No member of the Duquesne University community may sexually harass another. Employees and students will be subject to disciplinary action for violation of this policy.
Unwelcome sexual advances, requests for sexual favors, and verbal or physical contact of a sexual nature constitute sexual harassments when:
- submission to such conduct is made either explicitly or implicitly a condition of an individual’s academic or employment continuation or advancement;
- submission to or rejection of such conduct by an individual is used as a criteria for academic or employment decisions affecting that individual;
- such conduct has the purpose or effect of substantially interfering with an individual’s academic or employment performance or creates an intimidating, hostile, embarrassing or offensive employment, educational or living environment.
Because of the potential for sexual harassment in certain situations, the University prohibits romantic and/or sexual relationships in the following situations:
- No faculty member may engage in a romantic and/or sexual relationship or in romantic and/or sexual conduct with any student currently enrolled at Duquesne University.
- No athletic department employee may engage in a romantic and/or sexual relationship or in romantic and/or sexual conduct with a student athlete.
- No campus police officer or security officer may engage in a romantic and/or sexual relationship or in romantic and/or sexual conduct with any student currently enrolled in Duquesne University.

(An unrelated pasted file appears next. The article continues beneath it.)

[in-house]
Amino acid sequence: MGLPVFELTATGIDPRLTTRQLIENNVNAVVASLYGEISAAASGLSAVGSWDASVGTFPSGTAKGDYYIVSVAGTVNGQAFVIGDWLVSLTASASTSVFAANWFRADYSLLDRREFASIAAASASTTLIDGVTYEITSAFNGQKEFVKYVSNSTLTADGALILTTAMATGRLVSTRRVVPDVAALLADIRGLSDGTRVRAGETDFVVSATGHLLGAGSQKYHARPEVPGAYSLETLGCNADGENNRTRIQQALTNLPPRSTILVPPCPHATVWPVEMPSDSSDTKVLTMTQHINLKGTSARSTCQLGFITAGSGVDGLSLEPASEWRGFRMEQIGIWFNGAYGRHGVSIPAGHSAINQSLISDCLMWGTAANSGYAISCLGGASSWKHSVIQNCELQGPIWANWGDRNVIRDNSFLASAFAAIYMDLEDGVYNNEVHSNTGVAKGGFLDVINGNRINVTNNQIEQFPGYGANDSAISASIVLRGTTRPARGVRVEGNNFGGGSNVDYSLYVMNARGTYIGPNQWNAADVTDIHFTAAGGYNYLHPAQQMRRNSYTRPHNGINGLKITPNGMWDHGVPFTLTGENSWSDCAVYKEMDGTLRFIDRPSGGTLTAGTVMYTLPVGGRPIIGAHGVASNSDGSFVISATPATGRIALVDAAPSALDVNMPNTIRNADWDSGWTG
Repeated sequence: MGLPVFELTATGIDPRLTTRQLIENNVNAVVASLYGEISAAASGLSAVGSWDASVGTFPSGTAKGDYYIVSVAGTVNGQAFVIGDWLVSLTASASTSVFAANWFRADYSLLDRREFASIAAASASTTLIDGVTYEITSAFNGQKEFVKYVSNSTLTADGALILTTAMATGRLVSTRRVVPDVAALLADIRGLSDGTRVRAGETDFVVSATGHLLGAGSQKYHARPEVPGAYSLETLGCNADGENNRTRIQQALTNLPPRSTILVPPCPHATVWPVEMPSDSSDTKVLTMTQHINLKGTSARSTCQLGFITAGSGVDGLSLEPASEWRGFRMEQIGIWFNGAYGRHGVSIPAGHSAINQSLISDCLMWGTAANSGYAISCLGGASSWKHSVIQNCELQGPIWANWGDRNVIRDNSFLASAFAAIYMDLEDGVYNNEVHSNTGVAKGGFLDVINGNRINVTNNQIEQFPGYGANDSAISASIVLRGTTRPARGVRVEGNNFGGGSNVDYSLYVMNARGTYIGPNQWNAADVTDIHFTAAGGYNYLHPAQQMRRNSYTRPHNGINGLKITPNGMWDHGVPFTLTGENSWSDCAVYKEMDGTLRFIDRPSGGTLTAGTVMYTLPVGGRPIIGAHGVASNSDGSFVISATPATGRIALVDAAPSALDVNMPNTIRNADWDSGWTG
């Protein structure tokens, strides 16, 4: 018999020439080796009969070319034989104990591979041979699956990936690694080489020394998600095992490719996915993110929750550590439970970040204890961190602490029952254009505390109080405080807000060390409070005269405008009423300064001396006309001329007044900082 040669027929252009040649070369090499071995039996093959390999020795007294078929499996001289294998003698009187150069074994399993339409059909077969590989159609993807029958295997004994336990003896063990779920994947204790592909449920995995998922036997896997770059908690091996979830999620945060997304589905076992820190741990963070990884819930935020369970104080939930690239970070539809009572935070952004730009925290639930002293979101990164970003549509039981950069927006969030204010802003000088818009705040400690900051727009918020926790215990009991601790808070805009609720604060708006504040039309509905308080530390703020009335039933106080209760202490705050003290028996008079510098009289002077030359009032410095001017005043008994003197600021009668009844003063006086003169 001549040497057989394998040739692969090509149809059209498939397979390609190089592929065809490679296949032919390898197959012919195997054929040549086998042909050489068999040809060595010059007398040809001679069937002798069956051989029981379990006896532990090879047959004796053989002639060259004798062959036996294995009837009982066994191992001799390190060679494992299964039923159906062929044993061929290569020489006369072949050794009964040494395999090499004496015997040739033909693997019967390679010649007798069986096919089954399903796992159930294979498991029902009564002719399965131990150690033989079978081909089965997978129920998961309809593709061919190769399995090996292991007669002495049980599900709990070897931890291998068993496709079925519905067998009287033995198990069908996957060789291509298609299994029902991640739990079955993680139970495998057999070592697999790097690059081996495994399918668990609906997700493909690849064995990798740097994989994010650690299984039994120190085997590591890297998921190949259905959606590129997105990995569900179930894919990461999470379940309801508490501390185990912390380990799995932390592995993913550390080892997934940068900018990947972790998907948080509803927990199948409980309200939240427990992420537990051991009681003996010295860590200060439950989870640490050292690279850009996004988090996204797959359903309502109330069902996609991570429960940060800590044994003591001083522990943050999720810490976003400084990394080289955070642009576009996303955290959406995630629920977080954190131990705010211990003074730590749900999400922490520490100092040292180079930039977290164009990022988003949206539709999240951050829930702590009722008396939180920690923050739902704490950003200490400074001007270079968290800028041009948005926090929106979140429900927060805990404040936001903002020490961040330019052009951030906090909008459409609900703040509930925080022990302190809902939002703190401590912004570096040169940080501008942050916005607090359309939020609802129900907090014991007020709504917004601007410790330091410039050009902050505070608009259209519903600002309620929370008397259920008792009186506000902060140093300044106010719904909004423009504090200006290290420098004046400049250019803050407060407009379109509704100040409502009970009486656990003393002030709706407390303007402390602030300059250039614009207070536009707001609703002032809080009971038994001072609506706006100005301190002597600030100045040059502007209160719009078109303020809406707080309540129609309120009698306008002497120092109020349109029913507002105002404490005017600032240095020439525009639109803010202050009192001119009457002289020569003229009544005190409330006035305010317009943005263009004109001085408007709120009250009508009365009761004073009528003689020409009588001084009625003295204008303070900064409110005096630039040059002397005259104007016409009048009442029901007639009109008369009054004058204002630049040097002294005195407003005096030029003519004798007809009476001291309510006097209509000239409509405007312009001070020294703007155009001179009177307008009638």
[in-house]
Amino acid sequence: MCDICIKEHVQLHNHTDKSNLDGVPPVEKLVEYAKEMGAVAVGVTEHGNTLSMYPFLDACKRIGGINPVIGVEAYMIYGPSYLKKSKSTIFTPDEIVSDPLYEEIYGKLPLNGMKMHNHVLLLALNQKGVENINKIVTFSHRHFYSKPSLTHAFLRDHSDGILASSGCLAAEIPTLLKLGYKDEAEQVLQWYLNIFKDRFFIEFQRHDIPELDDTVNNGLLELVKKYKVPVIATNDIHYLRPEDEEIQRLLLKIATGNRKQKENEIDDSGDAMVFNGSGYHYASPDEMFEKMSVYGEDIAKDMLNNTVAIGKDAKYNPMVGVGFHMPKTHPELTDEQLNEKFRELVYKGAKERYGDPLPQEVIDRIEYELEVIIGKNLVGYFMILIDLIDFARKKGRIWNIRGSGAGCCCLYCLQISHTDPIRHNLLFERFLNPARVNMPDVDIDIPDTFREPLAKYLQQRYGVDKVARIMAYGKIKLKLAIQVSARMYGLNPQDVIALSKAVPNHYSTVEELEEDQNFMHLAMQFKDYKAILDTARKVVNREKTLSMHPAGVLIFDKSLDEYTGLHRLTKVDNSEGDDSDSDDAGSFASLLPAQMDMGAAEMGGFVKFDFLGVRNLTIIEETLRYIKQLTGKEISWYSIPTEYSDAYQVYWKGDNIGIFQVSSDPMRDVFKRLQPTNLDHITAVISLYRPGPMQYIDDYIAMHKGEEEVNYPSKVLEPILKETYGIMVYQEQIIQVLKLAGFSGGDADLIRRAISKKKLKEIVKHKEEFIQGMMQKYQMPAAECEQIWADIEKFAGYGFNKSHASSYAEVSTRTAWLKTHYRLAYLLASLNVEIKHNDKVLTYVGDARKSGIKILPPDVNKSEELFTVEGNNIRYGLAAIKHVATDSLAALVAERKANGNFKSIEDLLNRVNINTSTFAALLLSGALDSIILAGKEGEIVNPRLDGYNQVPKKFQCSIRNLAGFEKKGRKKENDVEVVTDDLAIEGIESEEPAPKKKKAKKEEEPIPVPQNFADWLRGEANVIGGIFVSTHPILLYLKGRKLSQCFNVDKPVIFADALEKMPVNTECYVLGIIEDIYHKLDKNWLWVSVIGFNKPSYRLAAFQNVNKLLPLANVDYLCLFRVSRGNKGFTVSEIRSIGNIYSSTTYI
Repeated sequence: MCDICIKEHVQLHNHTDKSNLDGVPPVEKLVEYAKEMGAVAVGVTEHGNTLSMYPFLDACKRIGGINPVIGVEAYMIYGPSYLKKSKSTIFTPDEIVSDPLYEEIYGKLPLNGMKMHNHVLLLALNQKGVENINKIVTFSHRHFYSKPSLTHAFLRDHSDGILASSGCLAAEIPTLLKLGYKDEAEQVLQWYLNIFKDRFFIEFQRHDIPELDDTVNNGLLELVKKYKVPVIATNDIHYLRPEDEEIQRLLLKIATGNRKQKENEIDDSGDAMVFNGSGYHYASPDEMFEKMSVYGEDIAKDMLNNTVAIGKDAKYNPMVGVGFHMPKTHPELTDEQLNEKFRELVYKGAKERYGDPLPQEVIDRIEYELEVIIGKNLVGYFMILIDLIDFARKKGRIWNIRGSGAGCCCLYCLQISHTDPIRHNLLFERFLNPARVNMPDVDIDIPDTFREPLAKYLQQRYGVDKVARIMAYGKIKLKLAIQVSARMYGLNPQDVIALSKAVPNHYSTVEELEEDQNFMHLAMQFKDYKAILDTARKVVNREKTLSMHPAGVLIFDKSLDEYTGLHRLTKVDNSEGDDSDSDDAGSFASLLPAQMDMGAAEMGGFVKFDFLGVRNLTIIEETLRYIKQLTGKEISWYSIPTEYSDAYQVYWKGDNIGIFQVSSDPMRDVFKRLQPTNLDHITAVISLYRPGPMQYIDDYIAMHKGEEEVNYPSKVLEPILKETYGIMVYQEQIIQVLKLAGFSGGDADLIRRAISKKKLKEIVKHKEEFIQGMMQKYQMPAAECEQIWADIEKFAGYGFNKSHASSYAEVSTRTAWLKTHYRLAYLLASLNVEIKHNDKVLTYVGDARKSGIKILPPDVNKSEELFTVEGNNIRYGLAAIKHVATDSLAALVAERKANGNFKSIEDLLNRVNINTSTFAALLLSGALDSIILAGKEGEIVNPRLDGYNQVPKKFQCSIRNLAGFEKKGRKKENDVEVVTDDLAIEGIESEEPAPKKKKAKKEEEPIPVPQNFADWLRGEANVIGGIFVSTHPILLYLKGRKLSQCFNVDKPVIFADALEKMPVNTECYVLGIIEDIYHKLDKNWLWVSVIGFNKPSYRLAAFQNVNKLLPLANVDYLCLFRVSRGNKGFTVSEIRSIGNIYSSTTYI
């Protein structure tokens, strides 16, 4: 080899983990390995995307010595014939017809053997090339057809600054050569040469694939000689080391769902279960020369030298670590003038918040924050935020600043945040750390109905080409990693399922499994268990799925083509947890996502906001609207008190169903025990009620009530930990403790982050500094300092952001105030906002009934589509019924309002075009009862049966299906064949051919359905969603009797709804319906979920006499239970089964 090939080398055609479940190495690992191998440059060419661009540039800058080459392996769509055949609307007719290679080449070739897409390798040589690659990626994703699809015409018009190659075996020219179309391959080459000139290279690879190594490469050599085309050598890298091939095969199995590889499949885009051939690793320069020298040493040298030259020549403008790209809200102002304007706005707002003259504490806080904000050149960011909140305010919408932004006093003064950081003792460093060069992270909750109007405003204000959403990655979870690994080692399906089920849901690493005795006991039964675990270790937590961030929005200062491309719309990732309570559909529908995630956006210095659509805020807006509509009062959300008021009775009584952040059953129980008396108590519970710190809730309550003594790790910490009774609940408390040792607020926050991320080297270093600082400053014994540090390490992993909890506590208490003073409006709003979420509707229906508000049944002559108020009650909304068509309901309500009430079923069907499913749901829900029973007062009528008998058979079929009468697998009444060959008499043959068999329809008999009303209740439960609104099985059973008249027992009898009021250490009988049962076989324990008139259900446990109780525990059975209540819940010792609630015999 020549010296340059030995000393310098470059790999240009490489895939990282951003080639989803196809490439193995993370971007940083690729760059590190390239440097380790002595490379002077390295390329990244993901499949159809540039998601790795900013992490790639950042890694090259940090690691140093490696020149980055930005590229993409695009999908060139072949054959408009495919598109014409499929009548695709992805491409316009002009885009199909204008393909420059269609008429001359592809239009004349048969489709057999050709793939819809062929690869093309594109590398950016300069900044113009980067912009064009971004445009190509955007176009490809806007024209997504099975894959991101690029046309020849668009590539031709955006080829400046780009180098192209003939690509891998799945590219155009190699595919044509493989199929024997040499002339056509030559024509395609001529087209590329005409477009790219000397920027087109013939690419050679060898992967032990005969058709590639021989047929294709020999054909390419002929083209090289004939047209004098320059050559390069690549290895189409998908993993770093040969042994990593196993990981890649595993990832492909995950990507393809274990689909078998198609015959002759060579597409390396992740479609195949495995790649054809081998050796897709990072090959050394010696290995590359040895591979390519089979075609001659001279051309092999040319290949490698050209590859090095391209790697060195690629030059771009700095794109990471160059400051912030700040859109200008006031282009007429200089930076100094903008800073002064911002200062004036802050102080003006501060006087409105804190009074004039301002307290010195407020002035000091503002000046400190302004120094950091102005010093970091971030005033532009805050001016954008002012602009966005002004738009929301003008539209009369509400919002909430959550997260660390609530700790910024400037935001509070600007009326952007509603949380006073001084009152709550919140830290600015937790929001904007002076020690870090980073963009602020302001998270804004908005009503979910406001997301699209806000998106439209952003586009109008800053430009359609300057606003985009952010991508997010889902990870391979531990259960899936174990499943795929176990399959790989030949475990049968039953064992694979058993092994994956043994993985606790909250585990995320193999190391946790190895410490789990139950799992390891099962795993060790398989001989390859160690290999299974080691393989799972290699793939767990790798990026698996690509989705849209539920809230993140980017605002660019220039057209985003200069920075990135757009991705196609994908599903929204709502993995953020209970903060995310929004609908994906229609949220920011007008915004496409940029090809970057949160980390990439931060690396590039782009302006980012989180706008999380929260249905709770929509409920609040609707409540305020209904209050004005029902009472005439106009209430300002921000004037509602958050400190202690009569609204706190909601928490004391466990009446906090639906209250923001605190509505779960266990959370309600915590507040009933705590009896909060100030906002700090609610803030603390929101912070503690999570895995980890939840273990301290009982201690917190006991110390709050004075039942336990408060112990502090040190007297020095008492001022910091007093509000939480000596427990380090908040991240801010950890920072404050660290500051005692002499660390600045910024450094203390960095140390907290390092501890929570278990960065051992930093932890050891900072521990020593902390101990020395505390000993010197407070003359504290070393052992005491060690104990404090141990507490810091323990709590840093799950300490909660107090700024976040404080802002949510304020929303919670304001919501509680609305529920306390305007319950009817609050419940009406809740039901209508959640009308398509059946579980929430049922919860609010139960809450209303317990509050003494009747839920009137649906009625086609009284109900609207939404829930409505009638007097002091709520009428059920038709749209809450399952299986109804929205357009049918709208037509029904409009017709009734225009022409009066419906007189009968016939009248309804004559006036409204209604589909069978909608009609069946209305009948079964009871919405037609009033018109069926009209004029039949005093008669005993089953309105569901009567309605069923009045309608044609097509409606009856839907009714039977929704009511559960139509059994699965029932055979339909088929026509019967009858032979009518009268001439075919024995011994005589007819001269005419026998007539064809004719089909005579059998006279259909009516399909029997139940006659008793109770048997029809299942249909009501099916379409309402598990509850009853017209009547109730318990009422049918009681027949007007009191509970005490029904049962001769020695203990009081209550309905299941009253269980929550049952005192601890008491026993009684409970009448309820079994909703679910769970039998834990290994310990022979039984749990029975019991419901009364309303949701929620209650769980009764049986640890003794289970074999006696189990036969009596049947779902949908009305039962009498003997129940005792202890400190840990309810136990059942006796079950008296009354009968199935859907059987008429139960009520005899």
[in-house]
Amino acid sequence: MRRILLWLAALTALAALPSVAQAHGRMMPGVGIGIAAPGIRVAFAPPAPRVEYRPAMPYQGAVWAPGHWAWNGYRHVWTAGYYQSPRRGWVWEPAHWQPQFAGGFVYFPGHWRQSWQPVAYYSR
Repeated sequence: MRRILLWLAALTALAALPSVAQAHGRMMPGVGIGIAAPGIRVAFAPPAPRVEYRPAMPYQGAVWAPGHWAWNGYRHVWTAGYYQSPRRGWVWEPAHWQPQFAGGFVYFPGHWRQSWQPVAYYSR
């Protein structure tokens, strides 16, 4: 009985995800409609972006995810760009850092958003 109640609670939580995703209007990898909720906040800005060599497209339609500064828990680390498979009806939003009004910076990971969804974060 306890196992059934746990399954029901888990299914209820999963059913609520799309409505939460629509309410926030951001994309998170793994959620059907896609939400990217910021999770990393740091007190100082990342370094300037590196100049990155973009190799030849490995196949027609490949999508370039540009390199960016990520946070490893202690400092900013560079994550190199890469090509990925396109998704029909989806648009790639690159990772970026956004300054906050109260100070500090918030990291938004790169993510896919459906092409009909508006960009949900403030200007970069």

- No Residence Life staff member may engage in a romantic and/or sexual relationship or in romantic and/or sexual conduct with any student currently enrolled in Duquesne University.
- A supervisor may not engage in a romantic and/or sexual relationship or in romantic and/or sexual conduct with any employee in the supervisor’s department or division.
What to do if you are Sexually Harassed
Tell the harasser that you don’t like his or her behavior. You can do this in person, by telephone or by letter. It is not easy to confront harassers, but it is important. Remember: sexual harassment is illegal, and you can be protected from reprisals.
Keep a record of events. Write down what the harasser said or did, when and where he or she did it and your response. Get the names of any witnesses.
Talk about it with fellow workers or other students. Talking the situation over can relieve much unnecessary guilt and provide you with support. Other people may be witnesses; they may know of other victims; they may even have been victims themselves.
Ask for help. Any of the individuals listed under University Resources can provide you with information and confidential advice. You are not required to file a formal grievance if you don’t want to. It is often better to try to settle the problem informally at first. It will be your decision. Since there are time limits on filing sexual harassment grievances, it is in your best interest to seek advice as soon as possible after you’ve been harassed.
Where to Go if You Are Sexually Harassed
Individuals in the offices listed below are available to help you. They can answer questions, take sexual harassment reports, give you advice on informal and formal complaint and grievance procedures, and assist you in resolving the problem informally. While confidentiality cannot be guaranteed, your privacy will be respected. You may also request information and advice anonymously if you so desire.
Affirmative Action Office: 412.396.6661
Office of Human Resource Management: 412.396.6575
General Counsel: 412.396.5181
University Counseling Center: 412.396.6204